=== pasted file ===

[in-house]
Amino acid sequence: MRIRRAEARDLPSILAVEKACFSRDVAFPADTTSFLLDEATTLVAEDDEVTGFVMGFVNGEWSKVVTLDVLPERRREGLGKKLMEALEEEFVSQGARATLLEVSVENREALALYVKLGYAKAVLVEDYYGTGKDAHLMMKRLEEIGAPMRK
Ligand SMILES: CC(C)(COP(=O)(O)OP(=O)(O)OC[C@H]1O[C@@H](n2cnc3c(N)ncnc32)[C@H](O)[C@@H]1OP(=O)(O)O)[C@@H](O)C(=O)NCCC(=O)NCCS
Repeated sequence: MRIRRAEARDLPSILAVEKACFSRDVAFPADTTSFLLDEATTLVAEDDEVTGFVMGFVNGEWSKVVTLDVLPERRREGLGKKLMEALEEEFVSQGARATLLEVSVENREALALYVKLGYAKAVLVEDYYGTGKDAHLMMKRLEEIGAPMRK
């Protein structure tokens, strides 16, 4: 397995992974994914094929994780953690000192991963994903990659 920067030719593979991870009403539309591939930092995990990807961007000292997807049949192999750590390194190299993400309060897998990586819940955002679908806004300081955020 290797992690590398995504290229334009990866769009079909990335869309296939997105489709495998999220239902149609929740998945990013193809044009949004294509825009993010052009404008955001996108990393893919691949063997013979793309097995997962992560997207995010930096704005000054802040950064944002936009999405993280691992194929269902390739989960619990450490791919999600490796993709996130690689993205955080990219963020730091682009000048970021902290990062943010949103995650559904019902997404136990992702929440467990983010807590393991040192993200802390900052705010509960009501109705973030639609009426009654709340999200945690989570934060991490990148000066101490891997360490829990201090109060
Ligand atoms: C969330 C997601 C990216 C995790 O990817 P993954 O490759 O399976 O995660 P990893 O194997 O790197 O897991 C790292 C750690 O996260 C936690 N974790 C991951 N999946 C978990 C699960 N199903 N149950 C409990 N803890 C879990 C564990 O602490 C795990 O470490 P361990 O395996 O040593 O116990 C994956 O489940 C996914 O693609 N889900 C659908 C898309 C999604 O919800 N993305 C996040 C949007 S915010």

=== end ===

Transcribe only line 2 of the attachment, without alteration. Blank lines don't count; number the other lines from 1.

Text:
Amino acid sequence: MRIRRAEARDLPSILAVEKACFSRDVAFPADTTSFLLDEATTLVAEDDEVTGFVMGFVNGEWSKVVTLDVLPERRREGLGKKLMEALEEEFVSQGARATLLEVSVENREALALYVKLGYAKAVLVEDYYGTGKDAHLMMKRLEEIGAPMRK